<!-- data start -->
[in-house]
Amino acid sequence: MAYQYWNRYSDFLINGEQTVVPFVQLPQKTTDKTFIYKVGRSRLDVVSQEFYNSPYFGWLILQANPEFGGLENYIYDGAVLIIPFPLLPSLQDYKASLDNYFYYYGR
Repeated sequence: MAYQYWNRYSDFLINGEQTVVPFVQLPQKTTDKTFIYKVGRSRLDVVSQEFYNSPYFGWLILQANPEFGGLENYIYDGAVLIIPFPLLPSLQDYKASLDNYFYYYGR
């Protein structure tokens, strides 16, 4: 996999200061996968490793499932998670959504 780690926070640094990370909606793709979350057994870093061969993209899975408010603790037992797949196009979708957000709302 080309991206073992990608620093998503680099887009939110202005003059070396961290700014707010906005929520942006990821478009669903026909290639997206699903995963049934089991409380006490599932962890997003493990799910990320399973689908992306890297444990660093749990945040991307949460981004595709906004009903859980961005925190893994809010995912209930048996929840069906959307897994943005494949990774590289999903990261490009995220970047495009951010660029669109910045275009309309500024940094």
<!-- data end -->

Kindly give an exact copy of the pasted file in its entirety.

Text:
[in-house]
Amino acid sequence: MAYQYWNRYSDFLINGEQTVVPFVQLPQKTTDKTFIYKVGRSRLDVVSQEFYNSPYFGWLILQANPEFGGLENYIYDGAVLIIPFPLLPSLQDYKASLDNYFYYYGR
Repeated sequence: MAYQYWNRYSDFLINGEQTVVPFVQLPQKTTDKTFIYKVGRSRLDVVSQEFYNSPYFGWLILQANPEFGGLENYIYDGAVLIIPFPLLPSLQDYKASLDNYFYYYGR
């Protein structure tokens, strides 16, 4: 996999200061996968490793499932998670959504 780690926070640094990370909606793709979350057994870093061969993209899975408010603790037992797949196009979708957000709302 080309991206073992990608620093998503680099887009939110202005003059070396961290700014707010906005929520942006990821478009669903026909290639997206699903995963049934089991409380006490599932962890997003493990799910990320399973689908992306890297444990660093749990945040991307949460981004595709906004009903859980961005925190893994809010995912209930048996929840069906959307897994943005494949990774590289999903990261490009995220970047495009951010660029669109910045275009309309500024940094």